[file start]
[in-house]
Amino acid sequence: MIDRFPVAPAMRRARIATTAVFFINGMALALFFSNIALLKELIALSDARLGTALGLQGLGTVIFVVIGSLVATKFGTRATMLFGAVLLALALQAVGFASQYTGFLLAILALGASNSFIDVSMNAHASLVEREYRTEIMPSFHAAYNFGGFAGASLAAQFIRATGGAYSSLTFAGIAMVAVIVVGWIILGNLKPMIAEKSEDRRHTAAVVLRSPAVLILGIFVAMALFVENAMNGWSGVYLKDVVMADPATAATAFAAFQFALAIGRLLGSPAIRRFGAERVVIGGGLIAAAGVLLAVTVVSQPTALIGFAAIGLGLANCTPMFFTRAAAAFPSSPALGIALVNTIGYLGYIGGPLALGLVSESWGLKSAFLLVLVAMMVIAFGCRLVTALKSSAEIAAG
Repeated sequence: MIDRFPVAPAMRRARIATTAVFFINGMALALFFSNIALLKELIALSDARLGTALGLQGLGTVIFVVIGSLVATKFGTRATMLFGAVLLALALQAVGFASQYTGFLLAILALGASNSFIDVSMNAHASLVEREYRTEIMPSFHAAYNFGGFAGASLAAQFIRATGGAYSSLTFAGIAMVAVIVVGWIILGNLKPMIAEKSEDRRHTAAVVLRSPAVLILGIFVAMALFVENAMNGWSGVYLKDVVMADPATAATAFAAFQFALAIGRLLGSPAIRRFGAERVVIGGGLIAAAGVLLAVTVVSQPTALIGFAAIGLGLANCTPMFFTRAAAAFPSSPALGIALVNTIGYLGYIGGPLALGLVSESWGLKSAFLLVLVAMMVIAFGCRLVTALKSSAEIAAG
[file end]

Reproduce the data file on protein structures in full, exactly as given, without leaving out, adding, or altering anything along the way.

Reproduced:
[in-house]
Amino acid sequence: MIDRFPVAPAMRRARIATTAVFFINGMALALFFSNIALLKELIALSDARLGTALGLQGLGTVIFVVIGSLVATKFGTRATMLFGAVLLALALQAVGFASQYTGFLLAILALGASNSFIDVSMNAHASLVEREYRTEIMPSFHAAYNFGGFAGASLAAQFIRATGGAYSSLTFAGIAMVAVIVVGWIILGNLKPMIAEKSEDRRHTAAVVLRSPAVLILGIFVAMALFVENAMNGWSGVYLKDVVMADPATAATAFAAFQFALAIGRLLGSPAIRRFGAERVVIGGGLIAAAGVLLAVTVVSQPTALIGFAAIGLGLANCTPMFFTRAAAAFPSSPALGIALVNTIGYLGYIGGPLALGLVSESWGLKSAFLLVLVAMMVIAFGCRLVTALKSSAEIAAG
Repeated sequence: MIDRFPVAPAMRRARIATTAVFFINGMALALFFSNIALLKELIALSDARLGTALGLQGLGTVIFVVIGSLVATKFGTRATMLFGAVLLALALQAVGFASQYTGFLLAILALGASNSFIDVSMNAHASLVEREYRTEIMPSFHAAYNFGGFAGASLAAQFIRATGGAYSSLTFAGIAMVAVIVVGWIILGNLKPMIAEKSEDRRHTAAVVLRSPAVLILGIFVAMALFVENAMNGWSGVYLKDVVMADPATAATAFAAFQFALAIGRLLGSPAIRRFGAERVVIGGGLIAAAGVLLAVTVVSQPTALIGFAAIGLGLANCTPMFFTRAAAAFPSSPALGIALVNTIGYLGYIGGPLALGLVSESWGLKSAFLLVLVAMMVIAFGCRLVTALKSSAEIAAG